Picks and Pans Review: The Visitors

UPDATED 07/15/1996 at 01:00 AM EDT Originally published 07/15/1996 at 01:00 AM EDT

Jean Reno

In this lowbrow French comedy, a 12th-century knight (Mission: Impossible's Reno, who acts with stony majesty) enlists the aid of a wizard to travel back in time for a few hours—he wants to avert a murder he just accidentally committed—but gets propelled, along with his squire, into the 20th century. There he learns, to his disgust, that his family has declined into mere suburban comfort and that his castle is now run as a luxury hotel by the squire's distasteful, socially striving descendant. The knight isn't all that tasteful himself, given his ignorance of hygiene. Shown a toilet, he observes it with blank indifference.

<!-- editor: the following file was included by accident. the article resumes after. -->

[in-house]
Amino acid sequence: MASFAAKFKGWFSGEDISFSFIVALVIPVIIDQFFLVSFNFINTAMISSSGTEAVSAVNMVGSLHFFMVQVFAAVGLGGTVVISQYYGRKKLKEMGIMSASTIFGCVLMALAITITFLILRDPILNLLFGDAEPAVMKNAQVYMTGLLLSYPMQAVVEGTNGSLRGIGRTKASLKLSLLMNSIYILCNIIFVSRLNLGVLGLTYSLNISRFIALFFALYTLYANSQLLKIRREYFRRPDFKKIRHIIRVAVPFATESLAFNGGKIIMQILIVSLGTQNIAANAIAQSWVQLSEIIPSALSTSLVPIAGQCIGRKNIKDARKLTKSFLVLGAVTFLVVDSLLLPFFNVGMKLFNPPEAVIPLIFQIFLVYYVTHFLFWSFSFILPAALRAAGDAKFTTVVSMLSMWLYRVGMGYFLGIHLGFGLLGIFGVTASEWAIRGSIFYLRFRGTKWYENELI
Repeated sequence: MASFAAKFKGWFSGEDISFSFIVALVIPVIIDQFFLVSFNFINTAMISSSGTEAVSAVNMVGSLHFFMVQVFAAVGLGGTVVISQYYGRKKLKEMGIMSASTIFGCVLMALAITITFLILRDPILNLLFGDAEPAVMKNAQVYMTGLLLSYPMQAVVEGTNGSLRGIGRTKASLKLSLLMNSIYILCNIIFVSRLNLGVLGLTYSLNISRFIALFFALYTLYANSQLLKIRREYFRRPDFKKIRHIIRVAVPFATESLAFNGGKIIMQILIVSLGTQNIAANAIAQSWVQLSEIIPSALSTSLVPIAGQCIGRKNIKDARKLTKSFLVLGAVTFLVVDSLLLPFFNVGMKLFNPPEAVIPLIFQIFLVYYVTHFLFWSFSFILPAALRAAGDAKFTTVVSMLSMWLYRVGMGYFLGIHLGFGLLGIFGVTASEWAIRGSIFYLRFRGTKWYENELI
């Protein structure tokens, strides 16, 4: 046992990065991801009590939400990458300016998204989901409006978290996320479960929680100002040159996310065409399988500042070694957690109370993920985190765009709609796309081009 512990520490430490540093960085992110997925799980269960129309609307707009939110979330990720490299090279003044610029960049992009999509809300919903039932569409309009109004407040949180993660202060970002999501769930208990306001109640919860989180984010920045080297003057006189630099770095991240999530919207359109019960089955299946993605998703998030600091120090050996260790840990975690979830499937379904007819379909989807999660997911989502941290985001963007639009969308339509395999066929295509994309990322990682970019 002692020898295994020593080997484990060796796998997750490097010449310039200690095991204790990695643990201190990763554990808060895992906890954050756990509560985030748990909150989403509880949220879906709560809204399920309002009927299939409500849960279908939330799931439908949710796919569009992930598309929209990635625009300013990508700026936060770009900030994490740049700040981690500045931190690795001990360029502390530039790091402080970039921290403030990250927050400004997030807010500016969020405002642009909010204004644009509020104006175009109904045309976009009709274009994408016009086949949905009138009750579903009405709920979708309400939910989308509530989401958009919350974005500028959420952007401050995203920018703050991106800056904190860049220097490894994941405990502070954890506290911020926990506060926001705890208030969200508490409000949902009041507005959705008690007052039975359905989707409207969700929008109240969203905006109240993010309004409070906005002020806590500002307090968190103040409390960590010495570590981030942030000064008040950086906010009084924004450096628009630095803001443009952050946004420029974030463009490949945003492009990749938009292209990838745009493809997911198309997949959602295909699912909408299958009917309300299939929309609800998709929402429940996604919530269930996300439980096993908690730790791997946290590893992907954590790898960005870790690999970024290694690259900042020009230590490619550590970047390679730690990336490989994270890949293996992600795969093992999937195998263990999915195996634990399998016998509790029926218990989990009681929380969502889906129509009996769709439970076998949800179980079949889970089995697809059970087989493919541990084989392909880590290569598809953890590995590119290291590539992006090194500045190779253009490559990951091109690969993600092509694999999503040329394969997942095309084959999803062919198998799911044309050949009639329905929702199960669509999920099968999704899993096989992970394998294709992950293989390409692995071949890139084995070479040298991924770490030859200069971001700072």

Someone must have thought that bathroom humor is comedy's international language, translatable into worldwide guffaws. But The Visitors, which has become one of France's top-grossing movies ever, is resoundingly unfunny. Perhaps what really appealed to Gallic audiences was the movie's undercurrent of nostalgic gloire. (R)

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